Match.com, the global leader in online dating, today named its selections for the most influential dating and romance moments of 2004. This year revealed some noticeable shifts in traditional dating dynamics, along with emotional issues highlighted during the Presidential campaign.
"What goes on in the world and what we experience in popular culture can have a direct impact on our relationships," said Kristin Kelly, senior director of public relations for Match.com. "As the recognized dating expert, Match.com has identified the trends and factors that had an influence on what it means to be dating and in love in 2004."
Match.com's Ten Most Influential Moments in Dating and Romance for 2004: - Love trumps money: In the dating criteria specified by single women, income has become less important when choosing a mate. While Britney Spears, Julia Roberts and Mira Sorvino have all opted to marry an "average Joe," the trend is not limited to Hollywood. Women on Match.com have become less specific about income, as the percentage who specified an income preference for potential mates decreased by 20 percent in the past three years, from 76 percent in 2001 down to 56 percent in 2004. - Seniors click with online dating: According to Nielsen/NetRatings, seniors represent the fastest-growing online demographic overall. As older singles become increasingly Internet savvy, many are turning to online dating sites to find companionship and romance. Online dating appeals to older singles because it lets them ease back into the dating scene at their own pace, connect with other eligible singles from the comfort of their own home and take some time to get to know a person a little before going on a first date. On Match.com alone, senior membership has tripled since 2000. - Farewell, Carrie, Charlotte, Miranda and Samantha: This year saw the final episode of HBO's monumental series "Sex and the City." During its six-year run, the show focused on the friendship of four single women living in Manhattan and chronicled their dating and relationship experiences, often shocking viewers with the characters' sexual frankness. Carrie delivered the show's parting line, "The most exciting, challenging and significant relationship of all is the one you have with yourself. And if you find someone to love the you you love, well, that's just fabulous." - Ladies first: Women are more comfortable than ever when it comes to making the first move in dating situations, and online dating has helped make that more acceptable. Statistics show that it's working to their advantage -- according to a January 2004 survey of more than 300 married people who met on Match.com, 27% of the women surveyed admitted they made the first move in contacting their current husband via email on the site. - Politics and dating: Politics got personal this year, as the Presidential election sparked heated debate about beliefs and values, and many singles were determined to date along party lines. But politics may not make such strange bedfellows after all. A Match.com/Gallup survey of singles found that 57 percent would be open to marrying someone who held significantly different political views than their own. - Same-sex marriage ignites a national debate: While a few local municipalities wed gay and lesbian couples this year, a variety of states said "I don't" to gay marriage in the November election. It's clear that the subject of gay marriage will continue to be a high- profile issue on the local and national levels. Fifty-one percent of singles in a pre-election Match.com/Gallup survey said that marriages between homosexuals should not be recognized by the law as valid, while 41 percent of singles said they should. - War in Iraq: As military deployments have stretched on indefinitely, the conflict in Iraq continues to redefine relationships in 2004. In the absence of face time, many husbands, wives and significant others rely on email, letters and phone calls to express their affections for loved ones while they are far from home. Many singles stationed overseas have been able to stay connected with other eligible singles by using the Internet. - Online dating achieves mainstream status: With 30 million to 40 million people logging on to online dating sites each month in the United States, online dating went from progressive pastime to mainstream phenomenon in 2004. A popular dating expert quoted recently in The New York Times said, "Every single woman in my neighborhood is on Match.com. It's like brushing your teeth." - "He's Just Not That Into You:" This New York Times bestseller by former "Sex and the City" staffers Greg Behrendt and Liz Tuccillo declared a no-excuses, no rationalizations mantra to help women recognize when they are wasting their time in dead-end or one-way relationships. By offering a glimpse into the male phyche, the book empowers women to set the bar higher in a relationship or move on. - Single dads are sexy: Single women find single dads sexy, according to Match.com research, and the phenomenon was highlighted this year by such shows as UPN's new sitcom "Kevin Hill." Seventy-four percent of the single women on Match.com indicated that they are open to dating someone with children. What makes a single dad so attractive? Could be qualities like generosity, loyalty, responsibility and frequent displays of public affection with the little ones. About Match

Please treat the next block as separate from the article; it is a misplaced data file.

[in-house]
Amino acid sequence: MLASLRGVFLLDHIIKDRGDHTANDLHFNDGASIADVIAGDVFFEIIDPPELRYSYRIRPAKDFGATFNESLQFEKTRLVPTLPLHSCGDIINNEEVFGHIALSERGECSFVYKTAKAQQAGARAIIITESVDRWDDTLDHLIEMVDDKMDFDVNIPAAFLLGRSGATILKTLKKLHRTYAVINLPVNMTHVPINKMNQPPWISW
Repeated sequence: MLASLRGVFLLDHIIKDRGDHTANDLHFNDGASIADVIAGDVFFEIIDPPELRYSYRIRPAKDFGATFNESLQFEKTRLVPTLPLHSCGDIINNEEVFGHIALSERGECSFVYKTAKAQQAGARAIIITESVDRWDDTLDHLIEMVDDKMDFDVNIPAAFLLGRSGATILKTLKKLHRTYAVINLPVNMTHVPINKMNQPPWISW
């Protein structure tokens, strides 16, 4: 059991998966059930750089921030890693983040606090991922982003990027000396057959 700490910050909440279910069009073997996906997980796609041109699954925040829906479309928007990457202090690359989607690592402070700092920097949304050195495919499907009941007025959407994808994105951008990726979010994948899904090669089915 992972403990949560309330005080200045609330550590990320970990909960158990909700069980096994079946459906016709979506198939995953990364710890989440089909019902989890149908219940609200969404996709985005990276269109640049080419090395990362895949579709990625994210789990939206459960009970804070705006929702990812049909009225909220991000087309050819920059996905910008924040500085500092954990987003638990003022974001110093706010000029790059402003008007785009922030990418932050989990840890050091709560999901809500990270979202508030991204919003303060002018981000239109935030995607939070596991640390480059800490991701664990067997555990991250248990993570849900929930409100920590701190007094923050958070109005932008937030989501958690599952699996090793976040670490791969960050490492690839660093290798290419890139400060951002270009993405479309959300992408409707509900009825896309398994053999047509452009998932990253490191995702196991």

Match.com is the world's biggest online dating and personals property, according to the October 2004 global ranking of the Personals category by industry-leading independent measurement firm comScore Media Metrix. Match.com operates leading subscription-based online dating sites in 32 countries, in 18 languages and spanning six continents. The site has more than 15 million members globally. Since its launch in 1995, Match.com has led the way in providing adults worldwide with a fun, private and secure environment for meeting each other and finding meaningful relationships. Based on resignation survey data, Match.com calculates that more than 200,000 Match.com members met the person they were seeking on the site in 2003 alone. Match.com powers online dating on MSN across Europe, Asia, the United States, Australia (NineMSN) and Latin America and is the premier provider of personals for Love@AOL, offering the Match.com service across AOL.com and AOL.co.uk. Match.com is an operating business of IAC/InterActiveCorp (NASDAQ: IACI).
CONTACT: Kathleen Roldan of Match.com, +1-415-913-3136,
Web site: http://www.match.com/